In 2022, a federal court enjoined portions of a Honolulu ordinance that eliminated rentals between 30 and 90 days. Though the decision relied on restrictions in state law regarding the phase-out of previously allowed residential uses, the court added that the short-term rentals were, “a vested property right protected by takings principles,” and that the ordinance likely violated the Takings Clause of the U.S. Constitution.[7]

The Shelter Working Group’s draft report also states that “the County of Maui should incentivize STR owners to convert to long-term housing through tax incentives or other necessary means.”[8] In fact, the Maui County Council is already in the process of creating a temporary property tax incentive program for long-term and short-term rental operators to provide their units as shelter for residents displaced by the fires.

Finally, we recommend the Shelter Working Group support a “Yes, in God’s backyard” law for Hawaii, similar to one recently enacted in California. Under a bill proposed in the Hawaii Legislature in the 2023 session,[9] churches, hospitals, schools and other charitable and community organizations would have been allowed to build housing on their own land without excessive discretionary hearings that could stall or sink these much-needed projects.

There is already at least one church on Maui seeking to build emergency shelter on its land. Mayor Richard Bissen’s emergency orders suspended normal zoning codes for some housing projects, which should allow this central Maui project to proceed. However, in normal circumstances, these shelters would have to go through a time- and resource-intensive process to obtain permission to build.[10]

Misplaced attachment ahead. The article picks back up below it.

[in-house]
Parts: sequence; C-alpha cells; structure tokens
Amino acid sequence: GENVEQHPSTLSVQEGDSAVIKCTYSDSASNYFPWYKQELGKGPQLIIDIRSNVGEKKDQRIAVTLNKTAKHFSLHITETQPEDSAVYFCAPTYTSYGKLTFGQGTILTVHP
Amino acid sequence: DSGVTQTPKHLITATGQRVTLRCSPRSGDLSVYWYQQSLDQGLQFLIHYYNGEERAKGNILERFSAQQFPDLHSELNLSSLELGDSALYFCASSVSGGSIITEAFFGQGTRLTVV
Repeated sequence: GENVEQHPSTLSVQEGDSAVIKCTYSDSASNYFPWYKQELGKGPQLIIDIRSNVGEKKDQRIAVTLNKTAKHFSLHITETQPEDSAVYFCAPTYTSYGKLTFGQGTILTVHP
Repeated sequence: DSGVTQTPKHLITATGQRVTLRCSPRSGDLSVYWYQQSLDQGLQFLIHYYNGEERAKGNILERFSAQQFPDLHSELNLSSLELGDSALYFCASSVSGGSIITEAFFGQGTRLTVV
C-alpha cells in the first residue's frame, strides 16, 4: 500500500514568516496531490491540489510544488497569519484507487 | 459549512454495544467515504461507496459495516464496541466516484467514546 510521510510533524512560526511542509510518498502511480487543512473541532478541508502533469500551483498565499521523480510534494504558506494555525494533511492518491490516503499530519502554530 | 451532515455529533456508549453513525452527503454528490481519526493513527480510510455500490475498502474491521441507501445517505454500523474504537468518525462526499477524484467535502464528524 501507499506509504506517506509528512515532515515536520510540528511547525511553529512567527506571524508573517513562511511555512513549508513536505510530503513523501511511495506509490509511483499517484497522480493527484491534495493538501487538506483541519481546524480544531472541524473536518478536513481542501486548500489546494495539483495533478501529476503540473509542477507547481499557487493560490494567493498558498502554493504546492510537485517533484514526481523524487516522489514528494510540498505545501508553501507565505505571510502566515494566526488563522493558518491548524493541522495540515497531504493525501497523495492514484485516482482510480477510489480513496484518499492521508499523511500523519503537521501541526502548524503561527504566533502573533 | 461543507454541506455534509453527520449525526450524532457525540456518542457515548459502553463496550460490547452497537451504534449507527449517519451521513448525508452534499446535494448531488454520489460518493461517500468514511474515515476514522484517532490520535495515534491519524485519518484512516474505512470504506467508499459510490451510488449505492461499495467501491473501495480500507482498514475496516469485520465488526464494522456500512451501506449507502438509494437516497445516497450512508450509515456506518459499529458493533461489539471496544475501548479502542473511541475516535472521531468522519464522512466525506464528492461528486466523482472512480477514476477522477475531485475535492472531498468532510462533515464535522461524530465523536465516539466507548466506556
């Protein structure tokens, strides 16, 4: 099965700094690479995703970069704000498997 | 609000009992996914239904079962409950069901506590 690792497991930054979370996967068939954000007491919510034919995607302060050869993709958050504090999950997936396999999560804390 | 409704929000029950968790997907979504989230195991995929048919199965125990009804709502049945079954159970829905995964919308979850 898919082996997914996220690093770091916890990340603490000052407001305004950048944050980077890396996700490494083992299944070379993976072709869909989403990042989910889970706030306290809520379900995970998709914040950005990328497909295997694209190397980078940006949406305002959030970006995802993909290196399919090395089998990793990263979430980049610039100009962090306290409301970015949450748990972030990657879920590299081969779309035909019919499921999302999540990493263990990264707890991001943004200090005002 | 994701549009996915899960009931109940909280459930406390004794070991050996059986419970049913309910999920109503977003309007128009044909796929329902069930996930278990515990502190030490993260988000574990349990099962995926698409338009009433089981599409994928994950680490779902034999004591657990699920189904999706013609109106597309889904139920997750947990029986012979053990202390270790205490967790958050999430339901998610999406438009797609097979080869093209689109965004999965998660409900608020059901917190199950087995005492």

Thank you for the opportunity to testify.

Ted Kefalas
Director of Strategic Campaigns
Grassroot Institute of Hawaii

[1] Jensen Ahokovi, “Auckland, New Zealand, could be model for housing in Hawaii,” published in the Honolulu Star-Advertiser, Aug. 24, 2023.
[2] Honolulu allows duplexes to be built “by right” on all land zoned residential, while other counties have stricter requirements. See Jonathan Helton, “How to facilitate homebuilding in Hawaii,” forthcoming Grassroot Institute of Hawaii policy paper, 2023.
[3]Zoning (County of Maui),” Hawaii Statewide GIS Program, as of June 2022, accessed Nov. 15, 2023.
[4]  David Garcia and Muhammed Alameldin, “California’s HOME Act Turns One: Data and Insights from the First Year of Senate Bill 9,” UC-Berkeley’s Terner Center for Housing Innovation, Jan. 18, 2023. See also “Is SB 9 Working? Here’s What Early Data Reveals,” California YIMBY, Feb. 22, 2023.
[5]  “The Costs of Parking in Hawai‘i,” Prepared by PBR & Associates for the Ulupono Initiative, August 2020, p. 5.
[6]  C.J. Gabbe, Gregory Pierce and Gordon Clowers, “How Developers Respond to Parking Reform,” Transfers Magazine, Fall 2020; and  Adam Millard-Ball, Jeremy West and Nazanin Rezaei, et al., “How the Built Environment Affects Car Ownership and Travel: Evidence from San Francisco Housing Lotteries,” University of California Institute for Transportation Studies, August 2020.
[7] Hawaii Legal Short-Term Rental Alliance v. City and County of Honolulu et al, No. 1:2022cv00247 – Document 31 (D. Haw. 2022).
[8]Shelter Working Group Draft Report, November 1, 2023,” p. 15.
[9] HB814 CD1, accessed Nov. 14, 2023.
[10] Jonathan Helton, “Maui can take lead in ‘Yes in God’s backyard’ housing,” The Maui News, Nov. 10, 2023.